How green jobs can drive North’s skills revival – Polly Billington

HOW many young people do you know who have left Yorkshire to find work?

How can Yorkshire and the North make the most of green energy? Polly Billington poses the question.
How can Yorkshire and the North make the most of green energy? Polly Billington poses the question.

Perhaps your children now live in London, or maybe you know of someone who went to find their fortune in one of the big cities and returned, having found that the road isn’t (yet) paved with gold.

For generations, we’ve seen the young, bright and hopeful pack their bags and make the pilgrimage to cities like London in the hope of finding well-paid, sustainable employment.

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The result? A rather grim capital in which average salaries barely help you buy a garage plot – let alone a flat – and Yorkshire cities that have lost talent and missed out on proper investment or infrastructure.

Polly Billington is founder and chief executive of UK100, a green project dedicated to offering and promoting practical solutions to the climate crisis.

When the Tories broke through the ‘red wall’ in the last election, there was a lot of talk that this really would be the start of “levelling up the North”. By way of proof, the Government has set about creating a level playing field by announcing that some Treasury civil servants are moving to Darlington.

While few would disagree that it is high time Whitehall gets broken up and departments shifted around the country, it is nothing more than a gimmick without a long-term employment package for local people.

Earlier this week, news broke that the under-35s accounted for 80 per cent of UK unemployment in the wake of the pandemic.

But three quarters of the population believes that there is a sustainable solution to this employment crisis: more green jobs.

The Siemens offshore wind turbine plant in Hull has become a catalyst for green energy in the region.

According to new polling, 75 per cent of people think that more green jobs are key to the Covid recovery – a number that rises to 77 per cent in Yorkshire and Humber.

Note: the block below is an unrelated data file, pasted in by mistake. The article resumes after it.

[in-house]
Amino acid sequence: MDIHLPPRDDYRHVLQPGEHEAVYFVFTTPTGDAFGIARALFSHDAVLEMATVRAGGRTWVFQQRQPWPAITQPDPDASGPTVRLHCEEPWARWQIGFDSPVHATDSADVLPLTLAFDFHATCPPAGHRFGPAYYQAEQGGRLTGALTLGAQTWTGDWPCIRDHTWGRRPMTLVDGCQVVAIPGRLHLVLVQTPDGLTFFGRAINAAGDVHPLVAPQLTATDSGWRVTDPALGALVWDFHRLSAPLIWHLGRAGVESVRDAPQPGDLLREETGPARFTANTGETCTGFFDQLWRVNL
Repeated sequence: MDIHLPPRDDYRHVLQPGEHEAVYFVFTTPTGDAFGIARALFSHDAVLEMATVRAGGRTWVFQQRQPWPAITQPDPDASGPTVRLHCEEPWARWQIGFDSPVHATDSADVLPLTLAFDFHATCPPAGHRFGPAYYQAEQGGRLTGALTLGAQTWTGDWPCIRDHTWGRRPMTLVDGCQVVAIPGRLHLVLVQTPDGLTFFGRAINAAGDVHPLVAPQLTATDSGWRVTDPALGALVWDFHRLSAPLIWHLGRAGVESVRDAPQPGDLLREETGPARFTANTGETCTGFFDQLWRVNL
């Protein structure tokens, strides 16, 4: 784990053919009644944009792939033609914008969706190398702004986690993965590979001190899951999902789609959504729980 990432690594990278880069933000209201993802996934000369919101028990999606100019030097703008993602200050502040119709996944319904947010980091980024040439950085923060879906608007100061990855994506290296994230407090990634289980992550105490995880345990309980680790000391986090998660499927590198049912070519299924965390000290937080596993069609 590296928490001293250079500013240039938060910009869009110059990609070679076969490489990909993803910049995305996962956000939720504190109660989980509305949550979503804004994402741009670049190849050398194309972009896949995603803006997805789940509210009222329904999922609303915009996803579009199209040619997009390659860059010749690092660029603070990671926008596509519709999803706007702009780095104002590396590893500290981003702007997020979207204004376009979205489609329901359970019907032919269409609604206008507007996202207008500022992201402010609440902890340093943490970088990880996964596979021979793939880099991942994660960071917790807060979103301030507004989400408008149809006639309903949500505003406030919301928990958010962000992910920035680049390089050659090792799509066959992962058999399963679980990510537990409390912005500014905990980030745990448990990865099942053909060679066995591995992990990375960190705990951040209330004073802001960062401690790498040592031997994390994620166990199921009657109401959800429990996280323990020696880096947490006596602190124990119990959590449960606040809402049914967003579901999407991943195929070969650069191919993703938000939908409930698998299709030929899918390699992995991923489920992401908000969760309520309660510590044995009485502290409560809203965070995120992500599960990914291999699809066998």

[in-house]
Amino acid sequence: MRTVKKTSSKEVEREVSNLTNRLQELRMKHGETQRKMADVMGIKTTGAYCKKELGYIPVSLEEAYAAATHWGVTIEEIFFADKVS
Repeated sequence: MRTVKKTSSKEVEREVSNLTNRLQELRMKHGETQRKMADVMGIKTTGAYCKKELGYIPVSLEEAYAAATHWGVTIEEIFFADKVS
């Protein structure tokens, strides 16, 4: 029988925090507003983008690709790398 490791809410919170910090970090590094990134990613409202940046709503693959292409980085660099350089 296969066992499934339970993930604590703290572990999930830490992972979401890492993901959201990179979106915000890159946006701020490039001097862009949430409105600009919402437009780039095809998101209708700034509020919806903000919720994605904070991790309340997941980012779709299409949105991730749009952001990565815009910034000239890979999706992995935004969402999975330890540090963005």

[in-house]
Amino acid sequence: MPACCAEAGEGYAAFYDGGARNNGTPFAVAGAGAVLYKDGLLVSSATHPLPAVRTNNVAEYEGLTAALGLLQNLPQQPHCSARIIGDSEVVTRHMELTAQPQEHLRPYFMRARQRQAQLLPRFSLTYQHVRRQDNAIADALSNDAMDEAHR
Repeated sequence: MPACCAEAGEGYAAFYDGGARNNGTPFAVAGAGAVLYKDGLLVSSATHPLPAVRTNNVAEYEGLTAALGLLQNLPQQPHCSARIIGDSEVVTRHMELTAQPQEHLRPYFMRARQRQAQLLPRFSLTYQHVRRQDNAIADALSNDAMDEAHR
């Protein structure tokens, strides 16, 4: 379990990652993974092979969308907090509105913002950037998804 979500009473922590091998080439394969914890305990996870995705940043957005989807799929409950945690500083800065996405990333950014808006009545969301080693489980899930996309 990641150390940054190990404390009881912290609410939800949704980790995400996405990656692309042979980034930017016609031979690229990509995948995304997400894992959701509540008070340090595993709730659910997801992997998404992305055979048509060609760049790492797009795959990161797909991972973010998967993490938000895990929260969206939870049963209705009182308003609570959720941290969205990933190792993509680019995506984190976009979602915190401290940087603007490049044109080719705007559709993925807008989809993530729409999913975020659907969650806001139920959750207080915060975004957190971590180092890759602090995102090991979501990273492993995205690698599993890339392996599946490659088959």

Communities around the country face the same problem: years of rapid loss of traditional jobs without investment from Government to replace them and the subsequent brain-drain of talent to London and elsewhere.

Despite the region having one of the highest rates of life satisfaction in the country, over half of the population believes that a local green employment revolution would stop young people from having to leave friends and family to find decent work opportunities. Yorkshire folk can see there’s an opportunity – and they want to be part of it.

For too long, Yorkshire’s talent, resources and opportunities have been overlooked: the region has experienced some of the worst effects of rapid industrial change such as the closure of the coal mines. Investing in more green jobs would prove that the powers-that-be are committed to rebalancing the economy.

Much is already going on with the growth of the offshore wind industry around the Humber, but there’s much more. In Leeds, for example, 46,439 workers already have the skills we need to reach net zero while just over 7,000 living in Harrogate could jump straight into green industries.

Huge numbers in Bradford and Hull also already have the skills needed to work in these areas – and could help to train the next generation of workers.

Imagine a future where our children can enjoy safe, well-paid jobs that they can grow and develop in – without the fear of industrial collapse that has plagued so many communities in Yorkshire.

So, what might these ‘green jobs’ look like? Leeds is already one of the UK’s leaders in climate action. The city has promised to be carbon neutral by 2030 and is looking into creating more green new jobs by way of its Climate Emergency Community Action Programme (CECAP).

A five-year programme, it plans to create 40 local jobs in communications, research and community co-ordination that will have a big focus on training and empowering young people. With a quarter of the city’s population being under 25-years-old, youth engagement and training opportunities are of vital importance.

More immediately, the City of York Council has created a Clean Air Zone within the city walls, which has seen over 90 buses being converted to electric or Euro 6 diesel. Thanks to this initiative, York will meet its air quality target for all pollutants later this year – a project that was only possible thanks to engineers, transport experts, city planners and mechanics having the skills required to build a solution to York’s needs.

Providing more investment for green jobs is the single most useful thing this Government could do to assure Yorkshire and other Northern regions that they’re no longer going to be left behind. It’s time to demand better opportunities for current and future generations.

Find out more about UK100 and the potential for more green jobs at UK100.org

Polly Billington is founder and chief executive of UK100, a green project dedicated to offering and promoting practical solutions to the climate crisis.

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